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By Hanleigh Daniels 16 October 2012

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Nvidia’s GeForce GTX 680 was the very first GPU (graphics processing unit) to sport the GPU and mobile CPU maker’s 28-nanometer (nm) Kepler process technology for boosted performance and lower power consumption.

This technology succeeded the company’s 40-nm Fermi architecture, which was employed in GPUs such as the GeForce GTX 560 and GeForce GTX 590. According to Nvidia this will deliver “dramatic gaming performance and exceptional levels of power efficiency” with the GeForce GTX 680 providing twice the performance per watt of its Fermi-based predecessor, the GeForce GTX 580.

In order to deliver on these claims, the GeForce GTX 680 comes equipped with 2 GB of GDDR5 RAM, 1 536 CUDA cores, a 6008 MHz memory clock, as well as a 1058 MHz graphics clock. Power users are able to tweak these default settings of the card, courtesy of Asus’ GPU Tweak software that is included on the driver installation disk.

This utility enables you to set up different profiles for different scenarios. For example, you can have one ultra gaming profile with boosted memory- and graphics clocks for boosted performance, and a power-saving profile with lowered performance presets. The latter can be utilised for less demanding PC tasks such as browsing the web or watching a movie for instance.  

Connectivity and power needs

In terms of the GeForce GTX 680’sconnectivity, you receive one DVI-I as well as one DVI-D connection, with the DVI max resolution coming to an impressive 2560 x 1600 pixels. Users with access to a full HD monitor will appreciate the HDMI out, whilst those who are still looking to upgrade their display will be able to make use of the standard Displayport.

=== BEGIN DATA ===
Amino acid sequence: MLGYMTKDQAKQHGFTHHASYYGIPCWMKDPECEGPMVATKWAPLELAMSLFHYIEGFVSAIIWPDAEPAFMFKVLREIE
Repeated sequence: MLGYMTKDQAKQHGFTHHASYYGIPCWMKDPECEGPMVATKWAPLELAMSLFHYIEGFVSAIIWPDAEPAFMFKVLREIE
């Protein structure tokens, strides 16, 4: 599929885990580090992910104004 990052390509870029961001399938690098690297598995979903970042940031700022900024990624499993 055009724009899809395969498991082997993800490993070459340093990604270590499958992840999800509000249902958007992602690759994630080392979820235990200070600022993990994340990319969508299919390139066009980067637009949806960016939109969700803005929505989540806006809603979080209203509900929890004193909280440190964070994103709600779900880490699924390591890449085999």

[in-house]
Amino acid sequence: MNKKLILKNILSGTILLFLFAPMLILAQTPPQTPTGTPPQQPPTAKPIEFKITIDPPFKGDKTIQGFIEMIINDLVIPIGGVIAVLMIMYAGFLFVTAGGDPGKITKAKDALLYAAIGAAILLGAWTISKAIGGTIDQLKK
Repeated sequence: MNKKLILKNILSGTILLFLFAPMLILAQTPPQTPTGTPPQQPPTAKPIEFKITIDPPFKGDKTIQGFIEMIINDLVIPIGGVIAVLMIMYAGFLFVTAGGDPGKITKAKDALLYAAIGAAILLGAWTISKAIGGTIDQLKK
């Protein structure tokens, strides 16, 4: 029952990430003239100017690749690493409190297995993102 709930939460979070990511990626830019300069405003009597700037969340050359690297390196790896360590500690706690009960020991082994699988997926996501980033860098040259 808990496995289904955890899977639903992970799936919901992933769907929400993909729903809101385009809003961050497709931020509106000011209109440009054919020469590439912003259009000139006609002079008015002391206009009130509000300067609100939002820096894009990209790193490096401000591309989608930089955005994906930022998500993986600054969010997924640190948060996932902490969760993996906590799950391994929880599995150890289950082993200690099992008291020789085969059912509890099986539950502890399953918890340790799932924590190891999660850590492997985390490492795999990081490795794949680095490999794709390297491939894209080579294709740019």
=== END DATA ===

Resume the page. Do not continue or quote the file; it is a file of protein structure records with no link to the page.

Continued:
As for power the card is less of a power hog compared to the GeForce GTX 580, which employed one 6-pin plus one 8-pin power connector to obtain its 244 W of maximum graphics card power required from a 600 W PSU (power supply unit) boasting system. Thanks to its Kepler architecture, the GTX 680 only needs two 6-pin connectors to get its 195 W of maximum GPU power from a system that is equipped with a minimum 550 W PSU.  


Gaming and benchmarking performance

Kepler doesn’t just deliver power savings though, but also a gaming performance boost. We found that the high spec level of the GTX 680 translates into buttery smooth gaming performance, with blistering frame rates even at the highest resolutions and maximum quality settings. This remained the case within less demanding titles such as Need for Speed: The Run, Civilizations V and Battlefield 3, through to graphically taxing games the likes of Crysis 2 and Max Payne 3.  

This high level of performance was further confirmed by the card’s benchmark results. During testing the GeForce GTX 680 lived up to our lofty expectations, delivering a fantastic score of 2169 within Heaven Benchmark 2.0. In addition, a score of 3151 was obtained via Futuremark’s 3DMark 2011 DX11 benchmark test.

Within Passmark our Intel Core i3-2120 powered system with its 4 GB worth of DDR3 RAM managed a score of 1734.9, with the graphics card delivering a 406 tally for 2D graphics and 4536.1 score for 3D graphics. A score of 2.98 points was achieved in Cinebench 11.5’s CPU test along with an impressive 43.62 fps during this benchmark’s Open GL test.
To the point

Asus’ Nvidia GeForce GTX 680 delivers a significant amount of graphical bite for its equally lethal retail price. We feel that it is a worthy investment at R6 220 from LivDigital on 010-590-9281. If money is tight, then we recommend getting a GeForce GTX 670, as its performance levels are not worlds away from that of the 680 whilst its priced at a R1 000 less.  

Pros:

Epic gaming performance.

Cons:

Expensive, constrained within an average non-gaming PC case, and somewhat power hungry.
PROS
Epic gaming performance.
CONS
Expensive; constrained within an average non-gaming PC case; and somewhat power hungry.
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